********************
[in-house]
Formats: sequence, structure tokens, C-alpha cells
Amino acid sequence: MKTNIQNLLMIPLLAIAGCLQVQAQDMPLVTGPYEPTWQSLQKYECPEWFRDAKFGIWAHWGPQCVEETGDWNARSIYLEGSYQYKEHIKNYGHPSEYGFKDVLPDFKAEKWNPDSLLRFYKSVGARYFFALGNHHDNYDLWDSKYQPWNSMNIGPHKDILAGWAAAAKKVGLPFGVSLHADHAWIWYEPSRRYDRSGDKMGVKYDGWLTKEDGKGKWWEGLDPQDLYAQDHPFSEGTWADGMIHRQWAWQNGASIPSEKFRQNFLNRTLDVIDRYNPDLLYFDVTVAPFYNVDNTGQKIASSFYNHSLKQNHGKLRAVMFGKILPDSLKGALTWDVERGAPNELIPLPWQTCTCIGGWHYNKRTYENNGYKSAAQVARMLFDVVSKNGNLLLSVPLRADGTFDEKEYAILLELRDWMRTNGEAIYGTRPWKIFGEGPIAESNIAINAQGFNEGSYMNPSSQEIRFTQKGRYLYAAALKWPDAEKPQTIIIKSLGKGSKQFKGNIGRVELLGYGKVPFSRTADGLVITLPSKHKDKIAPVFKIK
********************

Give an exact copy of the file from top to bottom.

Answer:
[in-house]
Formats: sequence, structure tokens, C-alpha cells
Amino acid sequence: MKTNIQNLLMIPLLAIAGCLQVQAQDMPLVTGPYEPTWQSLQKYECPEWFRDAKFGIWAHWGPQCVEETGDWNARSIYLEGSYQYKEHIKNYGHPSEYGFKDVLPDFKAEKWNPDSLLRFYKSVGARYFFALGNHHDNYDLWDSKYQPWNSMNIGPHKDILAGWAAAAKKVGLPFGVSLHADHAWIWYEPSRRYDRSGDKMGVKYDGWLTKEDGKGKWWEGLDPQDLYAQDHPFSEGTWADGMIHRQWAWQNGASIPSEKFRQNFLNRTLDVIDRYNPDLLYFDVTVAPFYNVDNTGQKIASSFYNHSLKQNHGKLRAVMFGKILPDSLKGALTWDVERGAPNELIPLPWQTCTCIGGWHYNKRTYENNGYKSAAQVARMLFDVVSKNGNLLLSVPLRADGTFDEKEYAILLELRDWMRTNGEAIYGTRPWKIFGEGPIAESNIAINAQGFNEGSYMNPSSQEIRFTQKGRYLYAAALKWPDAEKPQTIIIKSLGKGSKQFKGNIGRVELLGYGKVPFSRTADGLVITLPSKHKDKIAPVFKIK